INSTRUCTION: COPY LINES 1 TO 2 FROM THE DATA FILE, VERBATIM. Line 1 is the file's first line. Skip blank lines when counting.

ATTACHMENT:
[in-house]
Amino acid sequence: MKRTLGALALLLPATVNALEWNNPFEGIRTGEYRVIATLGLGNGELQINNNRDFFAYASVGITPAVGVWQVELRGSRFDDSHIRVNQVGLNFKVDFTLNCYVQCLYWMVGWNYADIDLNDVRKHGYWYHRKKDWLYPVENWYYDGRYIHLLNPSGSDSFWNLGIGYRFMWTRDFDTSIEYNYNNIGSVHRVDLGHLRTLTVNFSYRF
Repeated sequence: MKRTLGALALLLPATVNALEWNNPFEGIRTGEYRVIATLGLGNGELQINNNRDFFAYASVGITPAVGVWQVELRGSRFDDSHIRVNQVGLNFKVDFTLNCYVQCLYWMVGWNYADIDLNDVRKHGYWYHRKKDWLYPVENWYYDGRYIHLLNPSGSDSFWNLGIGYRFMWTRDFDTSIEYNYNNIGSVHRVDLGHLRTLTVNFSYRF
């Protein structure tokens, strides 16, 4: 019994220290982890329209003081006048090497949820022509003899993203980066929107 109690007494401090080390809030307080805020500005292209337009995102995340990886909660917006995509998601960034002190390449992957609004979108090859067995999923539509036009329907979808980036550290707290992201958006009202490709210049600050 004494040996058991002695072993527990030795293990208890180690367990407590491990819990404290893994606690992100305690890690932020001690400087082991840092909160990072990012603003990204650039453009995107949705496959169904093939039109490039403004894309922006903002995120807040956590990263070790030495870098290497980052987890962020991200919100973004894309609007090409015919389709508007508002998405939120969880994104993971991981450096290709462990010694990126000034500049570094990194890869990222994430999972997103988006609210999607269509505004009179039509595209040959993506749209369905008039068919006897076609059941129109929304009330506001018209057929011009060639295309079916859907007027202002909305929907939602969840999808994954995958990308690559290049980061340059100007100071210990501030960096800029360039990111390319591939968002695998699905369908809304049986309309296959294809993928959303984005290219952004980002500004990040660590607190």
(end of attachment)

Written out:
[in-house]
Amino acid sequence: MKRTLGALALLLPATVNALEWNNPFEGIRTGEYRVIATLGLGNGELQINNNRDFFAYASVGITPAVGVWQVELRGSRFDDSHIRVNQVGLNFKVDFTLNCYVQCLYWMVGWNYADIDLNDVRKHGYWYHRKKDWLYPVENWYYDGRYIHLLNPSGSDSFWNLGIGYRFMWTRDFDTSIEYNYNNIGSVHRVDLGHLRTLTVNFSYRF